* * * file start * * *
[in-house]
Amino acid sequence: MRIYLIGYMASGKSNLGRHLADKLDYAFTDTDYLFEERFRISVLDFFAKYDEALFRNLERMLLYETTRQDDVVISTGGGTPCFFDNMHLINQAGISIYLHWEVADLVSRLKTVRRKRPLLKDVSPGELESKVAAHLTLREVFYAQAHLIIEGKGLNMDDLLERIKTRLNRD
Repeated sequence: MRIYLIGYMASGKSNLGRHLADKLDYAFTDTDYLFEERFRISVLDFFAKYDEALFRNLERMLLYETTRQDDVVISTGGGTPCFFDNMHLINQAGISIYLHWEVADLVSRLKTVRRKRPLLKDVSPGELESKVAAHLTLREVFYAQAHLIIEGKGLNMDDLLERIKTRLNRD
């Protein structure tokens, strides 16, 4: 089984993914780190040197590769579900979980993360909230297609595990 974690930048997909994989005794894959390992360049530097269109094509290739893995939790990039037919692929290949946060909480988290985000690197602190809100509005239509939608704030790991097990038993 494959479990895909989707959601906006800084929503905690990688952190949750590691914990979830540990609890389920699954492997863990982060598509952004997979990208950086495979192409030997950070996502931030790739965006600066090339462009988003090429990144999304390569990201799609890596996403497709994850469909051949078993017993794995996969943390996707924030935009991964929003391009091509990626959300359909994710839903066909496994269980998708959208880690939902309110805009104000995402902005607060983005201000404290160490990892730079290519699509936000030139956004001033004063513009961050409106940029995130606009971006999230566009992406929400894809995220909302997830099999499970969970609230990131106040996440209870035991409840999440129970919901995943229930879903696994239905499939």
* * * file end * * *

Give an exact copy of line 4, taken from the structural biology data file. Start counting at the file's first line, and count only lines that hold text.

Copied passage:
């Protein structure tokens, strides 16, 4: 089984993914780190040197590769579900979980993360909230297609595990 974690930048997909994989005794894959390992360049530097269109094509290739893995939790990039037919692929290949946060909480988290985000690197602190809100509005239509939608704030790991097990038993 494959479990895909989707959601906006800084929503905690990688952190949750590691914990979830540990609890389920699954492997863990982060598509952004997979990208950086495979192409030997950070996502931030790739965006600066090339462009988003090429990144999304390569990201799609890596996403497709994850469909051949078993017993794995996969943390996707924030935009991964929003391009091509990626959300359909994710839903066909496994269980998708959208880690939902309110805009104000995402902005607060983005201000404290160490990892730079290519699509936000030139956004001033004063513009961050409106940029995130606009971006999230566009992406929400894809995220909302997830099999499970969970609230990131106040996440209870035991409840999440129970919901995943229930879903696994239905499939």